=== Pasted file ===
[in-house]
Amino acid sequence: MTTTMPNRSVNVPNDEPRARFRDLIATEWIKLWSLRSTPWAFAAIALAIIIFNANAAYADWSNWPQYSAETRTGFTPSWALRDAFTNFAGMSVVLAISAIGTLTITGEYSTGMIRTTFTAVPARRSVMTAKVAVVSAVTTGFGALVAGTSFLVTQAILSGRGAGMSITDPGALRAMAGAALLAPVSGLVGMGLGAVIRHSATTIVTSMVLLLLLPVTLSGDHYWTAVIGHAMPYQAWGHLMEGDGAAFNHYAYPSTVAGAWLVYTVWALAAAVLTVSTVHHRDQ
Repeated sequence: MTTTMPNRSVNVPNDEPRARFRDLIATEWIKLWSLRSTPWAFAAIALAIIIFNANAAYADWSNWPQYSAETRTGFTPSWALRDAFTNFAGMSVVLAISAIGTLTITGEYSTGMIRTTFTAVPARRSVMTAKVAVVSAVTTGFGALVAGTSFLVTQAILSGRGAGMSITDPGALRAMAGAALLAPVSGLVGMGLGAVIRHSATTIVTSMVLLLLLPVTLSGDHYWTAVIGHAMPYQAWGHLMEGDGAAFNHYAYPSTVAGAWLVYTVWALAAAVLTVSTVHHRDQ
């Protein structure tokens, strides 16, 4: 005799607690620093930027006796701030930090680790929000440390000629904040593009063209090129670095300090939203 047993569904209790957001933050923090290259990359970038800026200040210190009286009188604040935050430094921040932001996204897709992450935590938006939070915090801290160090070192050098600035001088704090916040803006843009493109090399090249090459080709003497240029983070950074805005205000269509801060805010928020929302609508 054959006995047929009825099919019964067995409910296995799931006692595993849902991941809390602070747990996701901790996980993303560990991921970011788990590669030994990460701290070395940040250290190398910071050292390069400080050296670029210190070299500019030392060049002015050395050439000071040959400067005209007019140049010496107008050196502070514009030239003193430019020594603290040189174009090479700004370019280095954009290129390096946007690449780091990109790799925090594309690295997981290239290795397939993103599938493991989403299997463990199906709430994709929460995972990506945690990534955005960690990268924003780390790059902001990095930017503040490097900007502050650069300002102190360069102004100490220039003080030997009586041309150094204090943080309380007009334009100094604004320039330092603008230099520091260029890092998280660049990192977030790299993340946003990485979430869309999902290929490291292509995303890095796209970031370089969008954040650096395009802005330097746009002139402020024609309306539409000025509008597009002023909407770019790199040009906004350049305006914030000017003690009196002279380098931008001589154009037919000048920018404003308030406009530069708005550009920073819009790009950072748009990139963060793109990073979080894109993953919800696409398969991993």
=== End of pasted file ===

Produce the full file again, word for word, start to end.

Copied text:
[in-house]
Amino acid sequence: MTTTMPNRSVNVPNDEPRARFRDLIATEWIKLWSLRSTPWAFAAIALAIIIFNANAAYADWSNWPQYSAETRTGFTPSWALRDAFTNFAGMSVVLAISAIGTLTITGEYSTGMIRTTFTAVPARRSVMTAKVAVVSAVTTGFGALVAGTSFLVTQAILSGRGAGMSITDPGALRAMAGAALLAPVSGLVGMGLGAVIRHSATTIVTSMVLLLLLPVTLSGDHYWTAVIGHAMPYQAWGHLMEGDGAAFNHYAYPSTVAGAWLVYTVWALAAAVLTVSTVHHRDQ
Repeated sequence: MTTTMPNRSVNVPNDEPRARFRDLIATEWIKLWSLRSTPWAFAAIALAIIIFNANAAYADWSNWPQYSAETRTGFTPSWALRDAFTNFAGMSVVLAISAIGTLTITGEYSTGMIRTTFTAVPARRSVMTAKVAVVSAVTTGFGALVAGTSFLVTQAILSGRGAGMSITDPGALRAMAGAALLAPVSGLVGMGLGAVIRHSATTIVTSMVLLLLLPVTLSGDHYWTAVIGHAMPYQAWGHLMEGDGAAFNHYAYPSTVAGAWLVYTVWALAAAVLTVSTVHHRDQ
């Protein structure tokens, strides 16, 4: 005799607690620093930027006796701030930090680790929000440390000629904040593009063209090129670095300090939203 047993569904209790957001933050923090290259990359970038800026200040210190009286009188604040935050430094921040932001996204897709992450935590938006939070915090801290160090070192050098600035001088704090916040803006843009493109090399090249090459080709003497240029983070950074805005205000269509801060805010928020929302609508 054959006995047929009825099919019964067995409910296995799931006692595993849902991941809390602070747990996701901790996980993303560990991921970011788990590669030994990460701290070395940040250290190398910071050292390069400080050296670029210190070299500019030392060049002015050395050439000071040959400067005209007019140049010496107008050196502070514009030239003193430019020594603290040189174009090479700004370019280095954009290129390096946007690449780091990109790799925090594309690295997981290239290795397939993103599938493991989403299997463990199906709430994709929460995972990506945690990534955005960690990268924003780390790059902001990095930017503040490097900007502050650069300002102190360069102004100490220039003080030997009586041309150094204090943080309380007009334009100094604004320039330092603008230099520091260029890092998280660049990192977030790299993340946003990485979430869309999902290929490291292509995303890095796209970031370089969008954040650096395009802005330097746009002139402020024609309306539409000025509008597009002023909407770019790199040009906004350049305006914030000017003690009196002279380098931008001589154009037919000048920018404003308030406009530069708005550009920073819009790009950072748009990139963060793109990073979080894109993953919800696409398969991993």